Supercritical flow doesn’t have any ripple patterns behind an obstacle. Subcritical flow does have ripple patterns behind an obstacle
Be able to recognize the open channel formulae describing specific energy and hydraulic head. How are they related to one another? What are their units?
Specific energy is the hydraulic head for open channel flow when referenced in respect to streambed. They are represented in Units of Length.
Understand the meaning of the terms alternate depths for open channel flow, and how they are related to the specific energy.
Depths are supercritical (shallower) or subcritical (deeper/normal) – 2 geometric configurations that will give you specific energy – shallow and fast or deep and slow.
What is hydraulic drop?
Hydraulic drop is transition between subcritical and supercritical flow (From deep to shallow).
What is hydraulic jump?
Hydraulic jump is the transition between supercritical and subcritical flow (from shallow to deep)
What are the six classes of whitewater, if the flow characteristics
are described to you.
I Easy – Fast moving water with riffles and small waves, few obstructions

II Medium – Straightforward rapids with wide, clear channels which are evident without scouting. Rocks and medium sized waves that are easily missed

III Difficult – Rapids with moderate, irregular waves which may be difficult to avoid and which can swamp an open canoe

IV Very difficult Intense, powerful but predictable rapids requiring precise boat handling in turbulent water

V Extremely Difficult Extremely long, obstructed or very violent rapids which expose a paddler to added risk. Drops with unavoidable waves and holes or steep, congested chutes with complex demanding routes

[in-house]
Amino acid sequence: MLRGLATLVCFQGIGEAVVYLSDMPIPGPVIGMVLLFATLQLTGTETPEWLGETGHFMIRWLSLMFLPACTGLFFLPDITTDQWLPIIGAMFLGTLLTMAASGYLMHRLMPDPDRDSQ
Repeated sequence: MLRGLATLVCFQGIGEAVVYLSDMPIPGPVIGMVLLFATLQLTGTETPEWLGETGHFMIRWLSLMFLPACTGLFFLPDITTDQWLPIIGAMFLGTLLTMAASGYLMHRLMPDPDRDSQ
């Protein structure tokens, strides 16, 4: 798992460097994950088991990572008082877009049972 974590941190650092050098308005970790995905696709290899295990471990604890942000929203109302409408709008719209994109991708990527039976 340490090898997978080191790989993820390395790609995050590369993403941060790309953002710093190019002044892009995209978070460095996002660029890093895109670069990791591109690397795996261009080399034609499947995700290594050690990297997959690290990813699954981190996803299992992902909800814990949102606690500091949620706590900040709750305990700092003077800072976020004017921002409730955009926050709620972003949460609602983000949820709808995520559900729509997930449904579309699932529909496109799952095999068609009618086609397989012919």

VI Unrunnable These runs have almost never been attempted and often exemplify the extremes of difficult, unpredicatability and danger
What are the ten hydrologic regions of California on a state map.
North Coast Region (Northwest coast)
Sacramento, San Joaquin and Tulare Lake Hydrologic Region (Central valley to N. CA)
San Francisco Bay and Central Coast Hydrologic Region
North and South Lahontan Region – eastern portion of CA near border
South Coast Region
Colorado Desert Region – South Eastern portion of the state
What are the names and locations of the four largest California rivers (based on average annual runoff) in California
Sacramento River, Klamath River, San Joaquin River, Eel River
Name the great lakes
Lake Superior
Lake Michigan
Lake Huron
Lake Erie
Lake Ontario
Braided stream
low flow, through lots of sediment in the streambed
Dendritic stream
like a tree
Distributary stream
splitting apart
Parallel stream
running in parallel branches – usually down a steep hill
Anabranching stream
splitting apart then rejoining
Reticulate stream
many separate branches all flowing the same direction
Radial stream
radiating outward
Centripetal stream
flowing inward – like crater lake
bifurcation ratio for a river system
Number of segments in a given order/Number of segments in next highest order
longitudinal profile for a stream
Longitudinal profile of stream describes the way in which the stream’s elevation changes over distance. X axis represents the distance along a stream, y axis represents elevation
Strahler stream orders
first order streams get ones, when two streams of the same order come together the resulting segment is given the next higher number
Shreve stream orders
first order streams get ones. When two streams of any order come together the resulting segment is the sum of the two previous stream order numbers
first order streams get twos. When two streams of any order come together the resulting segment is log2 of the sum of the two previous stream order numbers. (Or you can multiply the shreve number by two and take the log2)
upstream (flash) flood
Upstream floods – flash floods, caused but lots of water being dropped/running off at once. Quick, violent discharge (that is actually lower Q than downstream flood). Usually happens upstream where there is steep terrain. Upstream floods are more dangerous
Downstream Floods
caused by too much water and high ground saturation. Slow, less violent surge (higher Q than upstream flood). Usually happens in downstream, flatter areas. Downstrean floods create more property damage
glacial outburst flood (jokulhlaup [yo-kul-hloip])
A glacial outburst flood is a flood caused by the failure of a natural ice dam. It would be considered an upstream flood because it produces a fast violent discharge and it usually happens upstream in steep mountain terrain
Be able to distinguish an upstream and downstream floods on a hydrograph